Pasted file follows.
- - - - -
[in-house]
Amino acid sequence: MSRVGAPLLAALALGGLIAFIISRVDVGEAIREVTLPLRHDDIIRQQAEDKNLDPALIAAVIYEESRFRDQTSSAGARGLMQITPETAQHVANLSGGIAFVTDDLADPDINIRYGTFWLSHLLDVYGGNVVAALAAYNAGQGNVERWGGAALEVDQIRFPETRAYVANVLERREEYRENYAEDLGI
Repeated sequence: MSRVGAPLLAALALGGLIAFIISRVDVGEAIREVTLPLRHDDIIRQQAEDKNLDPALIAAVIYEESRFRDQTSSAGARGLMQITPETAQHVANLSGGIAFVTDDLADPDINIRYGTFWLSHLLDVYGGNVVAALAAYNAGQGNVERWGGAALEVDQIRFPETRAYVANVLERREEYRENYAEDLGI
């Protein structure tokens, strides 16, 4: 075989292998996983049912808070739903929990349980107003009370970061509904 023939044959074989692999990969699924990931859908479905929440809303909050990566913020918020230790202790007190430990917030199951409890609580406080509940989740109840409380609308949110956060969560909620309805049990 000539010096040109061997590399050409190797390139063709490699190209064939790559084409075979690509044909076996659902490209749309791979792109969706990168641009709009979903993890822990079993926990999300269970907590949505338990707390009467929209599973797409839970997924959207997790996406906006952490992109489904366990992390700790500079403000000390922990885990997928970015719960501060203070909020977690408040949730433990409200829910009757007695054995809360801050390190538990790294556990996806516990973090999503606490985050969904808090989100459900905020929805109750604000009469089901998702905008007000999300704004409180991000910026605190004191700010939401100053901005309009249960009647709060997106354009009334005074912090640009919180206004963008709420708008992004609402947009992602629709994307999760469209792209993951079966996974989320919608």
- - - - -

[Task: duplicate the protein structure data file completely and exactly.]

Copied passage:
[in-house]
Amino acid sequence: MSRVGAPLLAALALGGLIAFIISRVDVGEAIREVTLPLRHDDIIRQQAEDKNLDPALIAAVIYEESRFRDQTSSAGARGLMQITPETAQHVANLSGGIAFVTDDLADPDINIRYGTFWLSHLLDVYGGNVVAALAAYNAGQGNVERWGGAALEVDQIRFPETRAYVANVLERREEYRENYAEDLGI
Repeated sequence: MSRVGAPLLAALALGGLIAFIISRVDVGEAIREVTLPLRHDDIIRQQAEDKNLDPALIAAVIYEESRFRDQTSSAGARGLMQITPETAQHVANLSGGIAFVTDDLADPDINIRYGTFWLSHLLDVYGGNVVAALAAYNAGQGNVERWGGAALEVDQIRFPETRAYVANVLERREEYRENYAEDLGI
């Protein structure tokens, strides 16, 4: 075989292998996983049912808070739903929990349980107003009370970061509904 023939044959074989692999990969699924990931859908479905929440809303909050990566913020918020230790202790007190430990917030199951409890609580406080509940989740109840409380609308949110956060969560909620309805049990 000539010096040109061997590399050409190797390139063709490699190209064939790559084409075979690509044909076996659902490209749309791979792109969706990168641009709009979903993890822990079993926990999300269970907590949505338990707390009467929209599973797409839970997924959207997790996406906006952490992109489904366990992390700790500079403000000390922990885990997928970015719960501060203070909020977690408040949730433990409200829910009757007695054995809360801050390190538990790294556990996806516990973090999503606490985050969904808090989100459900905020929805109750604000009469089901998702905008007000999300704004409180991000910026605190004191700010939401100053901005309009249960009647709060997106354009009334005074912090640009919180206004963008709420708008992004609402947009992602629709994307999760469209792209993951079966996974989320919608």